That this could not be otherwise is indicated by the following extract from the manifesto of the Institute for Christian National Education published (in Afrikaans) in 1948:
“Native education should be based on the principles of trusteeship, non-equality and segregation; its aim should be to inculcate the white man’s view of life, especially that of the Boer nation, which is the senior trustee…
“Owing to the cultural infancy of the native, the state, in co-operation with the protestant churches should at present provide Native education. But the native should be fitted to undertake his own education as soon as possible, under control and guidance from the state.”
The government put this idea into practice by a hugely differential spending on education during the apartheid years. In 1972 it was calculated by Frieda Troup (Forbidden Pastures – Education under apartheid, London: International Defence and Aid Fund, 1976) that expenditure on education for the 1969-1970 financial year broke down as R272,70 for every white child in school against R8,62 for every Black child in school: “That is to say that for every R1 the government spent on the education of each African child between the age of 5 and 19, it spent R31,60 for each White child in the same age group.”
The long-term results of this skewed view and application of education came out in the 1996 Census figures (the first true census of all people in South Africa): one in five South African adults had received no formal education at all and only 6% had achieved tertiary level. For 25% of the population, at that time about 40.5 million, the highest level of education achieved was “some” primary school. At the time of the Census fully one third of the population was unemployed, more than 25% earned less than R500 per month. In most economic reviews of South Africa the skills shortage is listed as a major factor inhibiting growth.
Writer Mark Mathabane’s sister Miriam, in the preface to his book Miriam’s Song (New York, Simon & Schuster: 2000) wrote: “By the time I entered Sub-Standard A (actually now called Grade 1), in January 1975, it was common for already overworked teachers in the lower primary classes to teach two session of over one hundred pupils each. It was estimated that half of black children between the ages of six and nineteen were not in school, that only one in fifty teachers had a university education, and that only one in nine teachers had completed matric (high school).”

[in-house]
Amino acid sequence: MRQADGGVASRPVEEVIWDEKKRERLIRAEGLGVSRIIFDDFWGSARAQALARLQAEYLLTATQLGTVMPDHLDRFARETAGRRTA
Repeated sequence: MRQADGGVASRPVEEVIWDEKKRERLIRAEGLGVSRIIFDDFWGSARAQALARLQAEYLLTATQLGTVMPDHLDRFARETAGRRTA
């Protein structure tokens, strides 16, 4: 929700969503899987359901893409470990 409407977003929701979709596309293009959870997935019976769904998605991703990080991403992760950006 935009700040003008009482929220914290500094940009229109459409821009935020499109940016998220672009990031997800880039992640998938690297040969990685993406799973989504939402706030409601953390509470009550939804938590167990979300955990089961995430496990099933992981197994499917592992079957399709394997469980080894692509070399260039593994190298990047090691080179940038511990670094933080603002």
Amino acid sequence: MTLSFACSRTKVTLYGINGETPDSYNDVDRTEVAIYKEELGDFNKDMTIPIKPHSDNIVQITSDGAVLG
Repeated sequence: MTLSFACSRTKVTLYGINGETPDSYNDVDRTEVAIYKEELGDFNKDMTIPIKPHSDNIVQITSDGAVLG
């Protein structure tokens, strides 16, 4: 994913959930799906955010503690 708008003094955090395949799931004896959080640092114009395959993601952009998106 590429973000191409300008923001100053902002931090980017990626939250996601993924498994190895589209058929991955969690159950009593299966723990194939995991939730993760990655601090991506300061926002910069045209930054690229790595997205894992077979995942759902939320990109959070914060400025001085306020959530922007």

Frightening as these figures are, they actually don’t begin to tell the human story, the psychological effects of such an evil system as Bantu Education.
South Africa in the second half of the first decade of the third millennium is facing social problems of unprecedented proportions. These include massive crime rates, drug abuse, family violence and violence generally. The integration of schools and other educational institutions is facing great difficulties and the learners themselves are caught up in uncertainty and disaffection.
As Miriam Mathabane asks, if Verwoerd had not taken over black education as he did, “if black children had had the same educational opportunities as white children, would there be less crime, fewer murderers, carjackers and rapists in the New South Africa, and more teachers, lawyers, writers and nurses?”
Of course, these questions cannot be answered, but my belief is that, yes, the social ills that wrack our society might well have been more tractable, and the whites who complain so bitterly about crime and their fears might have had more understanding of their black fellow-citizens, as of course blacks might have had more understanding of their white fellow-citizens.
In the end, the damage done by Bantu Education is incalculable, but its effects are very tangible in the daily lives of millions of South Africans who have been blighted by this dreadful crime perpetrated against them.